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  1. Coping with COP
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  3. Not all the conversation is green
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The blue bit:
Not all the conversation is green

The oceans are our 7th largest economy. 820 million people rely on them for their livelihoods, they’re the main source of protein to nearly half the world’s population (and to the half that’s increasing rapidly) and absorb 90% of the extra carbon we pump into the air. They are the epitome of too big to fail.

THE BLUE BIT

Over 90% of world trade is transported via the ocean, with volumes set to double by 2030 and triple by 2050, and it makes up 3% of global emissions.

– The snail and the whale
THE BLUE BIT
THE BLUE BIT

We currently know more about the surface of Mars than we do about the deep ocean - but that won’t be the case by 2030.

– Mars versus ocean
THE BLUE BIT rectangle
THE BLUE BIT

The ocean depths are packed full of fascinating chemically weaponised creatures - to catch prey and fend it off - it’s the largest chemical factory on the planet.

– The world’s largest chemical factory
THE BLUE BIT

The world’s largest chemical factory

If you lived in the depths of the beautiful briny sea, you’d have to choose your weapons carefully. Big gnashers or fast fins are of limited use - it’s chemicals that will give you the best chances of survival.

The ocean depths are packed full of fascinating chemically weaponised creatures - to catch prey and fend it off - it’s the largest chemical factory on the planet.

It is a treasure trove of potential biotech applications and its opportunities dwarf that of the land. One drop of seawater contains 1 million bacteria and 10 million viruses - and we have no idea what is at the deepest parts. Scientists expect that the answers to antibacterial resistance, Alzheimer’s and cancer are all down there, but we need to find them before ocean acidification and temperature rises polish them off. A chemical from a coral sponge discovered recently in Fiji, for example, has already gone through three levels of cancer treatment trials; it’s proven to be effective against prostate cancer that is resistant to chemo.

Give a fish a break

We don’t make the life of the average ocean-going fish very easy. By the end of the 20th century we’d removed 90% of the big fish from the oceans, and 90% of global fishing areas are overfished or have been fished to capacity. Mark Carney described the situation as a ‘market-failure.’

Over-fishing also tends to remove the bigger creatures in each species. Doing this then limits the population's ability to recover because, when you’re a lady fish, size matters; the bigger you are, the more eggs you have.

We’ve started to limit how much we take from the ocean but demand for protein keeps rising - with the gap being filled by fish farms (in the 1970s we got 5% of our fish from aquaculture – now it’s 50%). Fish farms are mixed bags. They allow production of large sources of protein, without mega-trawlers dragging enormous nets that catch anything and everything (many are large enough to snare the Titanic), but the antibiotics we pump into them, and the poo they pump out, pollutes the water. We also pump in tonnes of pesticides to deal with parasites such as sea lice (sort of a cross between a woodlouse, a prawn and a trilobyte); the little blighters have given the Scottish salmon industry a particularly hard time.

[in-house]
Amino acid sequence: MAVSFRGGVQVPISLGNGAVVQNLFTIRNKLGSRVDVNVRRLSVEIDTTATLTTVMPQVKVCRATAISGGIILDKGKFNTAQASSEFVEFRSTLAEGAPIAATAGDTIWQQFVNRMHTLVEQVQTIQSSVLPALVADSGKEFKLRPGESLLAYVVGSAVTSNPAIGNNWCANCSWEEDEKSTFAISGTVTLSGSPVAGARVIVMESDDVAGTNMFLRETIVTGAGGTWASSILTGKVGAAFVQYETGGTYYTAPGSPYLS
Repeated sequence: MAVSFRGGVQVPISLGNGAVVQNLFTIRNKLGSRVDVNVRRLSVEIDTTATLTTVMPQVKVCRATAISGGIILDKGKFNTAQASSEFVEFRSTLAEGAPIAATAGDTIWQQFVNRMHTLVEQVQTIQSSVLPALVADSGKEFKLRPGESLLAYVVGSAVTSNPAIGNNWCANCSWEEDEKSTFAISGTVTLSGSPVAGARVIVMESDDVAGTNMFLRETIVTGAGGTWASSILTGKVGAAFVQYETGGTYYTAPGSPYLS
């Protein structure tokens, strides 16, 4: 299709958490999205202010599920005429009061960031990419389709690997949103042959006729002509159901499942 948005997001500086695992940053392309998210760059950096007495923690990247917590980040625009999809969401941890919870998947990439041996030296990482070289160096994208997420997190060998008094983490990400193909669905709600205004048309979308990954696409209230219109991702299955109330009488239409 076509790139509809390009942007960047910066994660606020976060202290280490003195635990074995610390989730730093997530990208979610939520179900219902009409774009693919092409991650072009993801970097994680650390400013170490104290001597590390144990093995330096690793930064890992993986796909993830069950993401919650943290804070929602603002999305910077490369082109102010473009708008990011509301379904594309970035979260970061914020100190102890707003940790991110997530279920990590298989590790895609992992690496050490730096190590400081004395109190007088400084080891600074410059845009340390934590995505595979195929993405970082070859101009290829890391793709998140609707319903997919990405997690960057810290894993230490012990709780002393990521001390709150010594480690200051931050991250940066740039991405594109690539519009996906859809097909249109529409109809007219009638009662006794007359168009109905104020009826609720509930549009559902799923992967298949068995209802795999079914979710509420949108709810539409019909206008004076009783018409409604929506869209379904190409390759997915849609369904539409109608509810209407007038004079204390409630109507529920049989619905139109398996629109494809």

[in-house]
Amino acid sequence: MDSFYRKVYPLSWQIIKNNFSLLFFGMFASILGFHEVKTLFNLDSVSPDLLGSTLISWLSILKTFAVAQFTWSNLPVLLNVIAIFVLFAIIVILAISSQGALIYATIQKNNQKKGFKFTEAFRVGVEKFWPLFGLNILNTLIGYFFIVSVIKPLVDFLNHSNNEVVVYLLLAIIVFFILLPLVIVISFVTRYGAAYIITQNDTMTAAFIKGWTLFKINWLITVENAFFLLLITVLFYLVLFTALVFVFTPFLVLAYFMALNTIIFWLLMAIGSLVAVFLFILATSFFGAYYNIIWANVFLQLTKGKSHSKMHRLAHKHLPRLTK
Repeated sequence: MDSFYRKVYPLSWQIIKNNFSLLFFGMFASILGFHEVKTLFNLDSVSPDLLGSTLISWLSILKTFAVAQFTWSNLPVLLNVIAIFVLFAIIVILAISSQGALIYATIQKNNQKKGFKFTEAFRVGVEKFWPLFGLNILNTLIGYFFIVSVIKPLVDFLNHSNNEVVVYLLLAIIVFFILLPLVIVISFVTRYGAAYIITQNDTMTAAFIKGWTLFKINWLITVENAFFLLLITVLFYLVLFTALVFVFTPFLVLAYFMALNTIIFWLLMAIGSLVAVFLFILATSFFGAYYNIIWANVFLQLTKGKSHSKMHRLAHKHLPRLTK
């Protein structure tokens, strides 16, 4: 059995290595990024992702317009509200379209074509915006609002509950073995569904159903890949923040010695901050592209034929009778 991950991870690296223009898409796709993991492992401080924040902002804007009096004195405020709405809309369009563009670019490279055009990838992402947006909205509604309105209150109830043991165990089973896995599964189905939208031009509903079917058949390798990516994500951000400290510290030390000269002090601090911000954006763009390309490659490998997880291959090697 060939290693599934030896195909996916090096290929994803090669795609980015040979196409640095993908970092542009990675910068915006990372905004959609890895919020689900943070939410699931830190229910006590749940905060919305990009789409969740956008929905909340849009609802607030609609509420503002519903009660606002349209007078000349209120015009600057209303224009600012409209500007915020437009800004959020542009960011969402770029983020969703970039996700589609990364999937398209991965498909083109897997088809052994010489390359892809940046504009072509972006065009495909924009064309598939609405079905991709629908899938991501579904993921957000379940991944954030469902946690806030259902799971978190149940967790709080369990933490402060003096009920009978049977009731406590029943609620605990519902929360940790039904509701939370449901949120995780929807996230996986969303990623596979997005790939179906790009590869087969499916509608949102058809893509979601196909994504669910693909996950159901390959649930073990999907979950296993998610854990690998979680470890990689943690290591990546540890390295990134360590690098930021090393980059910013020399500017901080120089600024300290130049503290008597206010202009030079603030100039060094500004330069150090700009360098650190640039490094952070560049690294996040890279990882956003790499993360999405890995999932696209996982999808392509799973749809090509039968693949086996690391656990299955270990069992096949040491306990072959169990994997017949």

Companies are beginning to experiment with ‘closed-container’ fish farms; they look a little like giant hot tubs floating in the sea and are, as the name suggests, totally contained within themselves. The fish poop filled water is treated within it, minimising contamination of the sea and coastline.

The snail and the whale

Over 90% of world trade is transported via the ocean, with volumes set to double by 2030 and triple by 2050. It makes up 3% of global emissions.

3%? That’s not much we hear you say. But, it is one of the few areas where emissions are rising - S&P puts it at 17% by 2050 - and there are few alternatives to it (bar maybe the end of capitalism or consumerism…). And it has other bads bar carbon emissions. Whales, and other creatures do not like the sound of cargo ship engines. It disorientates them, puts them off feeding and migration routes, and, as we all know, “with their ear splitting roar, it makes [them] swim too close to the shore.” They don’t all have a gutsy literate snail on hand to help.

China has built the world’s first electric cargo ship, an engineering feat, but they’ve used it to transport coal... Maersk, the world’s largest shipping company, has committed to being net zero by 2050, with the first carbon neutral vessels rolling out in 2023. It sees methanol (e-methanol and bio-methanol), alcohol-lignin blends and ammonia being the primary fuel frontrunners for the future, but shipping is somewhere we could see hydrogen play a significant role.

Mars versus ocean

We currently know more about the surface of Mars than we do about the deep ocean - but that won’t be the case by 2030.

We’re at the beginning of what has been dubbed the decade of greatest oceanic exploration and research in our history.

In 2017 6% of the ocean floor had been mapped - in the summer of 2020 that was 19%. It’s estimated we’ll be at 100% by 2030. The impact this will have on biotech and rechargeable batteries alone has been described as incomparable. Magma drives mineralisation - gold, lead, copper etc., - and there are millions of volcanoes in the sea floor, we just haven’t seen them yet. As one oceanographer put it: ‘Manhattan could be on the ocean floor and we wouldn’t know it.’ The danger is, in true human form, that what we can access and measure, we can exploit. Organisations are looking at how we manage those resources sustainably.

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